The JBoss Application Server (JBoss AS) 4.0 is a production-ready Java 2 Enterprise Edition (J2EE) application server. It builds on top of the highly successful JBoss 3.2 line of open source Java application servers with improved standards compliance and major feature enhancements. JBoss AS 4.0 offers the same level of quality and stability customers have grown to expect from JBoss 3.2. Key features of JBoss AS 4.0 include:
Officially certified to be fully compliant to the J2EE 1.4 specification. JBoss AS 4.0 is the first production-ready J2EE 1.4 application server in the industry.
Full support for J2EE Web Services and the Service Oriented Architecture (SOA).
Supports the Aspect-Oriented Programming (AOP) model for developing middleware solutions. JBoss AOP greatly improves developer productivity.
Tightly integrates with Hibernate, world's most popular object persistence framework developed by JBoss, inside the application server container.
Improves clustering and distributed caching support with on a new internal caching architecture.
JBoss AS 4.0 is the industry's first officially certified J2EE 1.4 application server. The certification guarantees that JBoss AS 4.0 conforms to the formal J2EE specification. That allows developers to safely reuse J2EE components (e.g., Enterprise JavaBeans or EJBs) across different application servers. For example, a developer could easily migrate an EJB developed for WebLogic or WebSphere to JBoss. The certification makes JBoss 4.0 a safe upgrading choice for both existing JBoss users and users of other J2EE application servers.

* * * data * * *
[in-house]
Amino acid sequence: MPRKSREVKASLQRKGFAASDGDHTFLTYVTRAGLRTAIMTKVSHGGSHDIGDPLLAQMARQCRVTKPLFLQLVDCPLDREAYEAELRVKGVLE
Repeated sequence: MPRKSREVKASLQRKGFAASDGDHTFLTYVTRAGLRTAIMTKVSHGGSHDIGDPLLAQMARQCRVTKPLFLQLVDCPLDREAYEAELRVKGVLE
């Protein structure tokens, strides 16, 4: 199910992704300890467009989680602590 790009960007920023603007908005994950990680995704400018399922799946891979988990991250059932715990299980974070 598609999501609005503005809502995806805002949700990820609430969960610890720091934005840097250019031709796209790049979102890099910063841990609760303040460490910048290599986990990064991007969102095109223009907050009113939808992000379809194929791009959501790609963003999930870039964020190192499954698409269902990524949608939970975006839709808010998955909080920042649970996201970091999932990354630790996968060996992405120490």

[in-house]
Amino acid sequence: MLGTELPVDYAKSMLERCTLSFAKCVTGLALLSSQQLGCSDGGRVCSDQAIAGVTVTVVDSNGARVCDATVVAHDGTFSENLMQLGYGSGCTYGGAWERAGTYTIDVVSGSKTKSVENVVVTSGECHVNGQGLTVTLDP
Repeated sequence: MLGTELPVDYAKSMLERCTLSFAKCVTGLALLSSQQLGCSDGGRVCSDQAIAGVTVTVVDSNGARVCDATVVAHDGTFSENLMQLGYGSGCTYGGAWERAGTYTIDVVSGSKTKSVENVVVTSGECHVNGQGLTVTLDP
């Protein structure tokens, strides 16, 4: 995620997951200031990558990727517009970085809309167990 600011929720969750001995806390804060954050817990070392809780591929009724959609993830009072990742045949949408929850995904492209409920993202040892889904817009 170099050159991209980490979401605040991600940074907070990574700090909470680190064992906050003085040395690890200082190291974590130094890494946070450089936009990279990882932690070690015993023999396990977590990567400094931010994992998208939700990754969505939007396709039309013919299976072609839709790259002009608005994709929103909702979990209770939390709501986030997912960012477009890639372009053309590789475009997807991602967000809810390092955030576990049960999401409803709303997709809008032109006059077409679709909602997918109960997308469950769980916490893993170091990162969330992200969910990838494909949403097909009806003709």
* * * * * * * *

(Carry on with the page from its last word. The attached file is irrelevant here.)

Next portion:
Compared with JBoss AS 3.2, JBoss AS 4.0 implements the following new J2EE specifications in order to be J2EE 1.4 compliant:
JBoss AS 4.0 supports J2EE Web Services including JAX-RPC (Java API for XML for Remote Procedure Call) and the Web Services for J2EE Architecture, which leverages standard J2EE components (e.g., EJBs) to provide a scalable and secure Web Service environment. It is the basis for implementing SOA in J2EE. The older JBoss.NET Web Services API in JBoss AS 3.2 is no longer supported. The new Web Services implementation is WS BasicProfile-1.0 compliant.
JBoss AS 4.0 implements the JMS (Java Messaging Service) 1.1 specification instead of the JMS 1.0 in JBoss AS 3.2. In JMS 1.0, client programming for the Point-to-Point and Pub/Sub domains was done using similar but separate class hierarchies. In JMS 1.1, there is now a domain-independent approach to programming the client application.
JBoss AS 4.0 implements the JCA (Java Connector Architecture) 1.5 specification instead of the JCA 1.0 in JBoss AS 3.2. The JCA 1.5 specification adds support for the life cycle management of resource adapters, worker thread management as well as transaction and message inflow from the resource adapter to the application server.